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When Off Is Not Really Off
By Bruce of Stone Marmot
July 28, 2008
It is also amazing how many products, such as microwave ovens, regular ovens, televisions, and stereos, still are consuming power when they are assumed to be "turned off." Many of the manufacturers of these products claim that the consumption of these "phantom loads" is negligible, but this isn't true if this consumption is 24 hours a day, 365 days a year.
For example, my microwave oven is plugged into a switched multi-outlet power strip so that I can turn it on only when I want to use it. If it weren't, I calculate that it would consume, over a year's time, twice as much energy when it is "off" than when it is in use.
When was the last time you saw a television set that had an on/off switch (other than battery powered sets)? Most all TVs these days use remote controls to operate them. There has to be a receiver running in the TV at all times looking for a signal from the remote in order to turn "on or off," which is not really "on or off," but really "active or idle."
Also, remember back in the 1960s when it took 30 to 60 seconds after you turned on a TV before you got a picture? Most TVs these days still use picture tubes, which are vacuum tubes, which need to warm up. Why do they turn on so fast today? Because their picture tube heaters are on all the time the TV is plugged into an active wall outlet.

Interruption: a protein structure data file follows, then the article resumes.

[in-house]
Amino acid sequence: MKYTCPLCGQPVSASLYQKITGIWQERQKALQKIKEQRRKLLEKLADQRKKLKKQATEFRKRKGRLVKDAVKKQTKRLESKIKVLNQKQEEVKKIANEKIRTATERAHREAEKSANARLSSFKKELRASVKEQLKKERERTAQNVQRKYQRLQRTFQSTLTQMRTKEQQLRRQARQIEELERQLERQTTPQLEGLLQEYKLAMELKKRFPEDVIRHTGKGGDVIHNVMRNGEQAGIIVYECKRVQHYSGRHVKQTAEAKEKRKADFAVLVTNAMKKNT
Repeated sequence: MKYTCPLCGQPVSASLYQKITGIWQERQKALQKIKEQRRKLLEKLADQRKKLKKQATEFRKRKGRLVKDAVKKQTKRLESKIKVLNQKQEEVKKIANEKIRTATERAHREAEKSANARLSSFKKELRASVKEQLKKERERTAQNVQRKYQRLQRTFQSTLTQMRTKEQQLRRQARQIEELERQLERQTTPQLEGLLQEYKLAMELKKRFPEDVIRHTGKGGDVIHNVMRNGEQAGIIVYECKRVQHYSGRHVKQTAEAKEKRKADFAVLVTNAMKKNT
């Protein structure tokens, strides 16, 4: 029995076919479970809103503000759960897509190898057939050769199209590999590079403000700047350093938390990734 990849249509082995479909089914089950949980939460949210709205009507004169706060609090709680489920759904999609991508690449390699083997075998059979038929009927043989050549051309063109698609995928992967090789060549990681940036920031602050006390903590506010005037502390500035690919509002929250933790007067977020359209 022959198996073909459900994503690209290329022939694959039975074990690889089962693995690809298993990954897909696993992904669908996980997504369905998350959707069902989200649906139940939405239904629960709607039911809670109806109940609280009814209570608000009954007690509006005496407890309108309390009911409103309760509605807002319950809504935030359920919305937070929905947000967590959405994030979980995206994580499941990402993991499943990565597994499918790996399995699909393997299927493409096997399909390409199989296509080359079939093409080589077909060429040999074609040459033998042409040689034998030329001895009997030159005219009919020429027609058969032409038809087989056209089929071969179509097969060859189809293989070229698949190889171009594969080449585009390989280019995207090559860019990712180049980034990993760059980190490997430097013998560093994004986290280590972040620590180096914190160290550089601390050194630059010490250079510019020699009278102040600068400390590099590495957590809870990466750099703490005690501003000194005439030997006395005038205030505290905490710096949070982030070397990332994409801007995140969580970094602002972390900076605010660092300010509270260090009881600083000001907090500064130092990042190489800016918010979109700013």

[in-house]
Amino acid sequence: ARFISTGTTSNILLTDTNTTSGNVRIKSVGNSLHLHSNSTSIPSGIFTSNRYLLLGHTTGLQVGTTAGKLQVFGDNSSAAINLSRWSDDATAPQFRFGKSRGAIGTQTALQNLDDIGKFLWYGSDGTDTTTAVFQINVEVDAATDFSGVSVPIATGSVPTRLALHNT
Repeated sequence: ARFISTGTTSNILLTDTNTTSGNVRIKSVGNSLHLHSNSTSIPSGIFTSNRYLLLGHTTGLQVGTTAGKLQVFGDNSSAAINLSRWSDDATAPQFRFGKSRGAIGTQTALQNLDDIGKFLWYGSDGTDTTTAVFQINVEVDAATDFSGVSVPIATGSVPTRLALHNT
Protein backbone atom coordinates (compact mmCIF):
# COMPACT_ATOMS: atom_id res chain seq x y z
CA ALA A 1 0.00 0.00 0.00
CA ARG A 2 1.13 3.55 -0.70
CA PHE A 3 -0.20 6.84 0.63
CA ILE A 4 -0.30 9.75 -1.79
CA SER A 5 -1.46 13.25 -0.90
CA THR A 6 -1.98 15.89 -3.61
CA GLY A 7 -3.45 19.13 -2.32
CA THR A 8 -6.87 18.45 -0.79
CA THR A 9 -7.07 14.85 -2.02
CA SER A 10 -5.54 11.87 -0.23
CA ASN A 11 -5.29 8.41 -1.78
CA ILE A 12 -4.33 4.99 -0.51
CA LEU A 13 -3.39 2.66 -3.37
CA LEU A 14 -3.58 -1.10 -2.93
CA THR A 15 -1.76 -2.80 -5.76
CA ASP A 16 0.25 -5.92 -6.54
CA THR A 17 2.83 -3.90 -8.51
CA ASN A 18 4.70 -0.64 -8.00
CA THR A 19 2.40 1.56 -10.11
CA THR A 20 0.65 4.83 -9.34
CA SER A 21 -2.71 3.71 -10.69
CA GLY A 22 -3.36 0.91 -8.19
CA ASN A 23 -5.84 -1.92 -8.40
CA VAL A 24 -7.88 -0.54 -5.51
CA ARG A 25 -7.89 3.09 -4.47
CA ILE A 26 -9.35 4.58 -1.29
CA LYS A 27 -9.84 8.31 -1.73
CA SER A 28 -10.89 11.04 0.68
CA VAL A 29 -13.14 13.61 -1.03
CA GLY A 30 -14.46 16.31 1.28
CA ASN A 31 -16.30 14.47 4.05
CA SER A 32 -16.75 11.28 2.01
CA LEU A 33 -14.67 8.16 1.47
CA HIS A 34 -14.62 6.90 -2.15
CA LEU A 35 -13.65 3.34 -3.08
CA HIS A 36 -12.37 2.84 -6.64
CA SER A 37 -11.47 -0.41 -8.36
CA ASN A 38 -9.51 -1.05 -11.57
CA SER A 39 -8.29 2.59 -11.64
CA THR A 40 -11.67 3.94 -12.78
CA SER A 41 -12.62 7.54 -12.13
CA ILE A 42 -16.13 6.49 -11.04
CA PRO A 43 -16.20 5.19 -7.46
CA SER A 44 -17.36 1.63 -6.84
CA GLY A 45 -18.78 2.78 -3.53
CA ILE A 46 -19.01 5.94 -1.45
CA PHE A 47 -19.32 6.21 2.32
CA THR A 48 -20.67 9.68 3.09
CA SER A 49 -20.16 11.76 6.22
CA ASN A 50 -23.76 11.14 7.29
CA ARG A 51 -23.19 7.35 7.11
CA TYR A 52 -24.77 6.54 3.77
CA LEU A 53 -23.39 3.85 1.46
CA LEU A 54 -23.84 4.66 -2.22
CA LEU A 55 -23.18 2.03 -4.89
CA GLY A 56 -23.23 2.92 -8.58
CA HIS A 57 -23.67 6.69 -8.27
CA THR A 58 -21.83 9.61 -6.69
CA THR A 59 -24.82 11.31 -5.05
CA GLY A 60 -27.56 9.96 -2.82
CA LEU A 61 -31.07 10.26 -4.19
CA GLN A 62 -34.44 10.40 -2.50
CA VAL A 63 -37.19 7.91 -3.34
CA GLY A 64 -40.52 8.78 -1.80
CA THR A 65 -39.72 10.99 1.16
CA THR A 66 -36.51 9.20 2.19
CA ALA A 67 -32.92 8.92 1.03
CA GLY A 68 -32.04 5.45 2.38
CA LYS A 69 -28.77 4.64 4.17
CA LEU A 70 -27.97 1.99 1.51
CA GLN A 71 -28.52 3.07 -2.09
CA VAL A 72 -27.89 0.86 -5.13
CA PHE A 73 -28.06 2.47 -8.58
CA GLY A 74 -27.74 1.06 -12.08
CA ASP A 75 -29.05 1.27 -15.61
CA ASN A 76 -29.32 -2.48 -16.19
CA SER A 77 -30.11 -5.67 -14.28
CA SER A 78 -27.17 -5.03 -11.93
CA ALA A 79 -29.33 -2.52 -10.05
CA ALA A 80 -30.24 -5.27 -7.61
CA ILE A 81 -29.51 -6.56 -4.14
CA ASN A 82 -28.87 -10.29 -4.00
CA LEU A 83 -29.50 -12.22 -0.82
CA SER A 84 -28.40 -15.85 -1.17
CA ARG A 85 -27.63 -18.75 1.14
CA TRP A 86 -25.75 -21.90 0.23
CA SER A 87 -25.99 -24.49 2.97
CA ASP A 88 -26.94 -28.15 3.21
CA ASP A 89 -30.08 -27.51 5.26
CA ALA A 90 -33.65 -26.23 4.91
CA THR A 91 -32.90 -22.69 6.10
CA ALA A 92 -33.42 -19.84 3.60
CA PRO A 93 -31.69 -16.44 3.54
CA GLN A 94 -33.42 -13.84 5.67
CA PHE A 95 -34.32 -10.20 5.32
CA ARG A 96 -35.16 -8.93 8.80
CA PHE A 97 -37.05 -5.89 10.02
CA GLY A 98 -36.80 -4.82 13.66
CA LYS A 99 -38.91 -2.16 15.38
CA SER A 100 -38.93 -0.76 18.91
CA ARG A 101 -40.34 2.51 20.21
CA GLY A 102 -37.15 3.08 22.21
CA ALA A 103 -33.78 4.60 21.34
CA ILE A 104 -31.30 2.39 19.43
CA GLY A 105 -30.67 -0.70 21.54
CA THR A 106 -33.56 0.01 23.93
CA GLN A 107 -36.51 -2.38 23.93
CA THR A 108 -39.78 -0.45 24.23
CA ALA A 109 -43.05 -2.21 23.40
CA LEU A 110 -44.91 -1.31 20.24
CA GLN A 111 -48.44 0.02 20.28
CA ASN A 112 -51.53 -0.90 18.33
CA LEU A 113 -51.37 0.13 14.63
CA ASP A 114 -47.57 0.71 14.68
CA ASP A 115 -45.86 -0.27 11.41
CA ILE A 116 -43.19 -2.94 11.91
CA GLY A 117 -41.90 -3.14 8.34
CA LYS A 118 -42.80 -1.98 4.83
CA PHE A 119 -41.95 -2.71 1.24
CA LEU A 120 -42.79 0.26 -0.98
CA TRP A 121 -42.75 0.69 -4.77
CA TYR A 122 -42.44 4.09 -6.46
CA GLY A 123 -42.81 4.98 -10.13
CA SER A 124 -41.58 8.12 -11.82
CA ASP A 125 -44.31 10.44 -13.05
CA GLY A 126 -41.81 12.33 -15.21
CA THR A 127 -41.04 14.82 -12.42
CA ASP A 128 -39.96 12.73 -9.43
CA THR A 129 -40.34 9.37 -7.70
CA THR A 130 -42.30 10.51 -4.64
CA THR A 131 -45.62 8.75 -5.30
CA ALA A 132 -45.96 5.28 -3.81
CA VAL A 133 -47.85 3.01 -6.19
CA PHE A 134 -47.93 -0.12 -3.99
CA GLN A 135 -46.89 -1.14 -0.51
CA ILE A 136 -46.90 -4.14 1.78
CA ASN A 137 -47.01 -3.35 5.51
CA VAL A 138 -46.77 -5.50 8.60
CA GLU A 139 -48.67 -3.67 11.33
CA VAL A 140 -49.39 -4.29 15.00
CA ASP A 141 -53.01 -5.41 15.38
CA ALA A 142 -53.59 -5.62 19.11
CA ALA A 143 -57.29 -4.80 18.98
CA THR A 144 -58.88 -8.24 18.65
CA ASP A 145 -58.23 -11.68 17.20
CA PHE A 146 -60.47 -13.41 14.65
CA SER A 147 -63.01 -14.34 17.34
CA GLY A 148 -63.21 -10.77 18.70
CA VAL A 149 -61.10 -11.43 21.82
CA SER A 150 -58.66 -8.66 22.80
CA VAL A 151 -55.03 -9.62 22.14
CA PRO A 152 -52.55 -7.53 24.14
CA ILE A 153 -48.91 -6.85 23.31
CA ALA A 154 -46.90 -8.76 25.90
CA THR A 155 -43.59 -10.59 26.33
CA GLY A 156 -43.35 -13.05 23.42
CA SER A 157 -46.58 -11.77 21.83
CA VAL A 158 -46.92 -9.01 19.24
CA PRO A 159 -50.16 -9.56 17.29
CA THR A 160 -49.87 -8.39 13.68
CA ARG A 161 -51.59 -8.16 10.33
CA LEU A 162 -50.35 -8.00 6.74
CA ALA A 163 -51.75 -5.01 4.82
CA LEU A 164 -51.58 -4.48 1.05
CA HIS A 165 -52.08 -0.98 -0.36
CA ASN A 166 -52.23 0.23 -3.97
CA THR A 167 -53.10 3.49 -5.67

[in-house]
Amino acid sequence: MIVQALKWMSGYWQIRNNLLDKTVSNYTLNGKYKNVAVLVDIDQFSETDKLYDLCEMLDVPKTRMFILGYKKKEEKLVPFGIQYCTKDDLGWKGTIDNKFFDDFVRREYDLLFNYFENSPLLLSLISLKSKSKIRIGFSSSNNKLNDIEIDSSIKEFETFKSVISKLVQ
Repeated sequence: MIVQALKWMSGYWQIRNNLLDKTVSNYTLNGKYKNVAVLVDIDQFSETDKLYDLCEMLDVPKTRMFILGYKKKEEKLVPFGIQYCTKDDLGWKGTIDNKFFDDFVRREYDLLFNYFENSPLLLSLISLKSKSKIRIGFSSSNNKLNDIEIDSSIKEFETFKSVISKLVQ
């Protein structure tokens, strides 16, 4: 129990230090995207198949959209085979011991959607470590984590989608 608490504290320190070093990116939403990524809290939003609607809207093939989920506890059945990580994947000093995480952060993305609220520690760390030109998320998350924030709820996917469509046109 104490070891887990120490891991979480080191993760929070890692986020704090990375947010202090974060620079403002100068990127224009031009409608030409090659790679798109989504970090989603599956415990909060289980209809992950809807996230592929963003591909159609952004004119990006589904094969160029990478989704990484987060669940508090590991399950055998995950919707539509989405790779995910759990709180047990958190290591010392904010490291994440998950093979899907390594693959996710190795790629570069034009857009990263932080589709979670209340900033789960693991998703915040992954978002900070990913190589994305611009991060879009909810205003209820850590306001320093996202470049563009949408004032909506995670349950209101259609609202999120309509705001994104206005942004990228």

Other examples of "off" not really being off:
- The controls for your central heat and air conditioning systems, which usually run on 24 VAC in the US, are on all the time, unless you turn off the breaker or remove the fuses.
- The power transformer for your doorbell is drawing about 5 to 10 W (or more correctly, Volt-Amps) all the time, whether the doorbell is pressed or not.
- Most battery chargers for cell phones, pagers, battery powered tools, etc., are drawing power whenever they are plugged in, whether they are charging or not.
- Many computers and their accessories, such as monitors, printers, scanners, speakers, etc., also are drawing power whenever they are plugged in, whether the computer is in use or not.
If you touch an item and it is warm somewhere, you can bet that it is drawing power. This power is heating up homes, which then, here in Florida, require us to use more air conditioning to cool them.
What can we do about this?
One simple, low cost way for manufacturers to help the cause of energy conservation is to simply include the power consumption of the product, both in use and when idle, on the product packaging. This would help those of us who really do care in making our product choices. Of course, the manufacturers of inefficient products would probably resist this, which in itself helps us make a choice. Another is to include a power switch on those products that have phantom loads so that those of us who don't need the features that this idle current supports can completely turn off the product.
But we don't have to wait for manufacturers to change their ways. We can just unplug items when not in use. Or, for frequently used items, we can plug them into switched multi-outlet power strips and switch these strips off when we aren't using the items. That is what I do with my computer gear, my music electronics, and my microwave oven, as discussed earlier. That is one of many reasons that my electric bills are so low (typically less than $20/month).
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